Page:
This energy-recycling device may nevertheless provide a basis for the design of prosthetic feet that improve walking economy for amputees. The design would benefit from a reduction in weight and size, tuning of shape and stiffness characteristics for amputee gait, and improved cosmesis. Potential complexities due to the interface between residual limb and prosthesis would need to be studied.

Our results also suggest ways to improve other assistive devices. Energy recycling could be applied to other prosthetic limbs and orthotic devices, using configurations in parallel with the leg joints in addition to the series configuration examined here. Parallel devices would have the added advantage of reducing costs associated with force production [28]. Another possible energy source is negative work performed by the knee at the end of the swing phase, which might be mechanically recycled to aid leg motion [15], [29], or harvested by a generator to power other devices [30]. An alternative to recycling energy is simply to reduce the dissipation of the collision, as appears to be the effect of a backpack that reduces the energetic penalty of carrying an added load by supporting it on springs [31], [32]. Regardless of how energy is saved, an understanding of the negative work in walking may aid the design of powered human augmentation devices [8][10] and walking robots [33]. Devices based on these principles may even enable individuals with disabilities to outperform their able-bodied counterparts, allowing them to go further and faster with less effort.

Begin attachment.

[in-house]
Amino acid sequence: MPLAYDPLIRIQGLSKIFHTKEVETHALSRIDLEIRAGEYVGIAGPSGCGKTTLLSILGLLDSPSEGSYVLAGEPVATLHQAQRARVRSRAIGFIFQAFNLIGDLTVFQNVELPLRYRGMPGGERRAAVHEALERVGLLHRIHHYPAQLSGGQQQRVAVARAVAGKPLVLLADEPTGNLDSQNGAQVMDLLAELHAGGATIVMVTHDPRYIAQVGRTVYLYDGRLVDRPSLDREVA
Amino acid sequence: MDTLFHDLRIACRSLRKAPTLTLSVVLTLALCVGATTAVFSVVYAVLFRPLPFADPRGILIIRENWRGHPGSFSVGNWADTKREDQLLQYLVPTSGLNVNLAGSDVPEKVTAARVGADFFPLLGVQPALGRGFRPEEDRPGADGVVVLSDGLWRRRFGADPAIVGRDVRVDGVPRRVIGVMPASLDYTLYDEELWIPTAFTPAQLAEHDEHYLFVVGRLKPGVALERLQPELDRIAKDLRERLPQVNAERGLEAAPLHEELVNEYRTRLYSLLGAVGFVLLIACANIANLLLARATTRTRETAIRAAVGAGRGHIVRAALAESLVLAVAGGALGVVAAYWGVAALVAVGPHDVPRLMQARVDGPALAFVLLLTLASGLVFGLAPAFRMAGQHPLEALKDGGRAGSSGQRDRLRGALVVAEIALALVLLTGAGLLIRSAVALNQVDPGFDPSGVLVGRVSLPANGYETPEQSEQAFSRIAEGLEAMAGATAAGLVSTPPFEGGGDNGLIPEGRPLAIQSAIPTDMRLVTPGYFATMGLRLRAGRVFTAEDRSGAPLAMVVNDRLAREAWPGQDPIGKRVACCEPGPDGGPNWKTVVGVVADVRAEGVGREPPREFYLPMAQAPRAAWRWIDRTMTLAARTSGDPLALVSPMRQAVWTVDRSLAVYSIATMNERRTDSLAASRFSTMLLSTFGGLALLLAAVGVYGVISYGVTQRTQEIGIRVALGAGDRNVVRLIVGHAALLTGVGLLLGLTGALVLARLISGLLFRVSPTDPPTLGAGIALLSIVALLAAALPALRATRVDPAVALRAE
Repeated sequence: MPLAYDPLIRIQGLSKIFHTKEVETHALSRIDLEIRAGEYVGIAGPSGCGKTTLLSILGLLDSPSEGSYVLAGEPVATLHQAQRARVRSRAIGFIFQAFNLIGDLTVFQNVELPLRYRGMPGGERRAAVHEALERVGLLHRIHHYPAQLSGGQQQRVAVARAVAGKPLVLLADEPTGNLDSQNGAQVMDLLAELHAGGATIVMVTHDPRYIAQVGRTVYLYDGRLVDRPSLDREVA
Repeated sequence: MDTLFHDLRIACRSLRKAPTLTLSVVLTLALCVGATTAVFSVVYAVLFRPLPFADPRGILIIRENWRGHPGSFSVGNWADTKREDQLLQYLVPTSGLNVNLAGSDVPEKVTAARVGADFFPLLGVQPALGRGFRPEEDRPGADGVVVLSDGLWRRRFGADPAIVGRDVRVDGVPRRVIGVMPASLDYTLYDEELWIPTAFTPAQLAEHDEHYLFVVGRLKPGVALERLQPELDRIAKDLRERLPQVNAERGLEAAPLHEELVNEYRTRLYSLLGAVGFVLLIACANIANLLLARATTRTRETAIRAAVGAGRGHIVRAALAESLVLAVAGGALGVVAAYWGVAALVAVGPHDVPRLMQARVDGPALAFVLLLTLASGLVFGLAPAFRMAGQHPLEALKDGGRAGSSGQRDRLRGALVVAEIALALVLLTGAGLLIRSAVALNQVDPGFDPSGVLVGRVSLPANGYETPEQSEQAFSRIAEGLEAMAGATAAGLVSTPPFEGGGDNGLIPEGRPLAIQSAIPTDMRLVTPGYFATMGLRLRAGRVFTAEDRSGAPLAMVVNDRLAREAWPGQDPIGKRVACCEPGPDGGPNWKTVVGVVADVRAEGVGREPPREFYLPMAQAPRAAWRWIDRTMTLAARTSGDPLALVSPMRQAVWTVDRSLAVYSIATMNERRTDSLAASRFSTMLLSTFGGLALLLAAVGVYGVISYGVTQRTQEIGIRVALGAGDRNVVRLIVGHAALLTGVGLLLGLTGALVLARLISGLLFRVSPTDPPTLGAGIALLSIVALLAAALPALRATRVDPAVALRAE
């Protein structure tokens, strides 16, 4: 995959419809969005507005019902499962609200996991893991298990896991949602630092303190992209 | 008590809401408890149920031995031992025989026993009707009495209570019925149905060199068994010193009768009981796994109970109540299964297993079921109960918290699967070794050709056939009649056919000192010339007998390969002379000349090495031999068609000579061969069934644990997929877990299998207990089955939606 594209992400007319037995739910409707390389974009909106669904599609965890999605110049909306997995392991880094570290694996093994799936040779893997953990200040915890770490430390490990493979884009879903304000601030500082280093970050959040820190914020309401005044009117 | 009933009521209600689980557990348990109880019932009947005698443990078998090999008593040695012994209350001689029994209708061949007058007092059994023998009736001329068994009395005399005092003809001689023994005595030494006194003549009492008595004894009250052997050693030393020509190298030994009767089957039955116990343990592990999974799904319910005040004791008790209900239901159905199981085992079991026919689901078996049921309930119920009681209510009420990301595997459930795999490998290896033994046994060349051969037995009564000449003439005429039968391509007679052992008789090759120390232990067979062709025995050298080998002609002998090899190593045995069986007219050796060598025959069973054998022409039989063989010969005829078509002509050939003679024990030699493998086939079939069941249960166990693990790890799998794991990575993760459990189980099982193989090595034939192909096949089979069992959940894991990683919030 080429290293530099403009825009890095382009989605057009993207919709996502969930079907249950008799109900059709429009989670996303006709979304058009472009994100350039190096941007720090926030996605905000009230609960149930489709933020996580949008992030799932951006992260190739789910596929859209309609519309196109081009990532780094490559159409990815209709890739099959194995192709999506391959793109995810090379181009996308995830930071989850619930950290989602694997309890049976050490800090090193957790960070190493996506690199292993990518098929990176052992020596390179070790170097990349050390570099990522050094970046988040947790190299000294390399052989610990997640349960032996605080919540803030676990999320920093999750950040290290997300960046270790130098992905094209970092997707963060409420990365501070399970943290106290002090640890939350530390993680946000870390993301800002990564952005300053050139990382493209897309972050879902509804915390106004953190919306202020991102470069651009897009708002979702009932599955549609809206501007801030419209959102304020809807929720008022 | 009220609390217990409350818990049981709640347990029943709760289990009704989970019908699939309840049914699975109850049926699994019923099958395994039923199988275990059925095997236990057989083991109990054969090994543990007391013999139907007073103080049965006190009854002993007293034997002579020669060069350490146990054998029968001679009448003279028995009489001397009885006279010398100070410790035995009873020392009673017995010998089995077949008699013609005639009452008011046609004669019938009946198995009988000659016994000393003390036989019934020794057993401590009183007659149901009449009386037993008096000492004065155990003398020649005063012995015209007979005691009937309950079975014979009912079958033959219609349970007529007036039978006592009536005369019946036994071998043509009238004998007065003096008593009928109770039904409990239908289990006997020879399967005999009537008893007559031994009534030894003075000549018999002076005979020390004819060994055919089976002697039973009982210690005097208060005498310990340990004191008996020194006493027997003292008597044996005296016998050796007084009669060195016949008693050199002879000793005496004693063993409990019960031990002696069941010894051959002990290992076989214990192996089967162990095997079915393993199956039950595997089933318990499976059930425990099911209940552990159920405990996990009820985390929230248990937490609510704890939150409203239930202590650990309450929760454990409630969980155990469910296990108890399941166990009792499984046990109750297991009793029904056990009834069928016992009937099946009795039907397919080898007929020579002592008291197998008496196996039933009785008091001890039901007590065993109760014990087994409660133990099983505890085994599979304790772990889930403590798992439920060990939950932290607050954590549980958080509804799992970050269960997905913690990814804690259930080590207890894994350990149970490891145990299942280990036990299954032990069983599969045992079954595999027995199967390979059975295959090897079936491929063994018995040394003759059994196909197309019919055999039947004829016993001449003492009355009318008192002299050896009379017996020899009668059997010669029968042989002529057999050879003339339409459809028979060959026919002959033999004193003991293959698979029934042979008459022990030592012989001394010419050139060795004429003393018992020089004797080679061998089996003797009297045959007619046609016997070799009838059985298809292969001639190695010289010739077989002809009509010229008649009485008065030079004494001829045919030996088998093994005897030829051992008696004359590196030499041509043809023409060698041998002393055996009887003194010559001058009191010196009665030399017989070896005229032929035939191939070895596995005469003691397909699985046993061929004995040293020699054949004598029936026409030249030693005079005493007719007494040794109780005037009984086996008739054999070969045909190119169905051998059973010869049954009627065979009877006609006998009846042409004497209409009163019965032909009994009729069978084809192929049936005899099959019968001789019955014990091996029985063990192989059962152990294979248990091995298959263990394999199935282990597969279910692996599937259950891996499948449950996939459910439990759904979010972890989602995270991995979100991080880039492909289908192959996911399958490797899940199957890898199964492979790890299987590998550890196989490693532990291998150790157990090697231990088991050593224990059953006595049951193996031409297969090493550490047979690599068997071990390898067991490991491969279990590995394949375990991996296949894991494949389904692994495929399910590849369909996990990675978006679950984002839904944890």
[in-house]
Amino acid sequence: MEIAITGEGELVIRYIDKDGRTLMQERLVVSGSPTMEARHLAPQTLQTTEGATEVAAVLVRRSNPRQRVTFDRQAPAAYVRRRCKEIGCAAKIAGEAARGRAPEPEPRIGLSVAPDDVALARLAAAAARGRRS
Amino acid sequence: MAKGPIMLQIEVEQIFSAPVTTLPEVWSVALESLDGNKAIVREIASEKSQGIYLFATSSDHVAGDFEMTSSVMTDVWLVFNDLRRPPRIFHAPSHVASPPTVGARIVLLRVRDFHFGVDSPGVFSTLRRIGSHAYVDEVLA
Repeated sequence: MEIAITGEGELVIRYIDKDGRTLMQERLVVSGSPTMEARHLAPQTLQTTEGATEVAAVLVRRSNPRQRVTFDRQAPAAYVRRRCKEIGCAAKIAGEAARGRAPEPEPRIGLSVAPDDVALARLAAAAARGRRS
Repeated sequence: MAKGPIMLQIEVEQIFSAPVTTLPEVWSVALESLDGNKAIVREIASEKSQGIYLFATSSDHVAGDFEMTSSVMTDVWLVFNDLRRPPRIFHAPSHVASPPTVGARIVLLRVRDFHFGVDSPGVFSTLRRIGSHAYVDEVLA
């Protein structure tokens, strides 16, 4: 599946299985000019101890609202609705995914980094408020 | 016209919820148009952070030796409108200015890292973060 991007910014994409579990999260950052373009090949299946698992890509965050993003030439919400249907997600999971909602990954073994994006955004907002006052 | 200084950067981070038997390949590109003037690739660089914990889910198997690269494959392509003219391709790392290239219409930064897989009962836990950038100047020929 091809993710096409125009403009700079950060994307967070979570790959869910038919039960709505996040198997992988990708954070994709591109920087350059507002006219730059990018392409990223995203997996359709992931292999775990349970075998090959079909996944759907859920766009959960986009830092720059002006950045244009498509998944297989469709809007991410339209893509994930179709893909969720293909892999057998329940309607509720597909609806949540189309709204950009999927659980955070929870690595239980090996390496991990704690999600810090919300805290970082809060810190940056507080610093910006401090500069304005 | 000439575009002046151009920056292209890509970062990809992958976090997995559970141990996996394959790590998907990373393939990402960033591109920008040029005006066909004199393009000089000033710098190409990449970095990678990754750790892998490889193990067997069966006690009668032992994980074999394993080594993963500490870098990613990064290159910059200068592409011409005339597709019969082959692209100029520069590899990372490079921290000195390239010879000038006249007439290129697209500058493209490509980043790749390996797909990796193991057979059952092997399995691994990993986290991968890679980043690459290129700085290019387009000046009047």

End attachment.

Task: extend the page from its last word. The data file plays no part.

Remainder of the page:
Supporting Information

Text S1.

Additional descriptions of the artificial foot construction, experimental methods, and analysis methods. Includes supporting figures and captions.


(2.92 MB DOC)

Figure S1.

Experimental setup. (A) Prosthesis simulator boots worn by intact subjects, fitted with the Energy Recycling foot or with the Conventional Prosthesis. Simulator boots were worn unilaterally (on the Affected leg), with a height-matched lift shoe on the opposite foot (Contralateral leg). Prosthesis simulator boots were comprised of AirCast© pneumatic boots augmented with a prosthetic pyramidal adaptor [21], [22]. (B) Mechanical and metabolic energy data were collected simultaneously using an instrumented split-belt treadmill [23] while subjects walked at 1.25 m s−1. A camera system and reflective markers were used to measure body and device motions, while force plates were used to measure ground reaction forces separately for each leg. Additionally, potentiometers measured prosthesis toe and heel rotations. Metabolic energy expenditure was estimated using indirect calorimetry.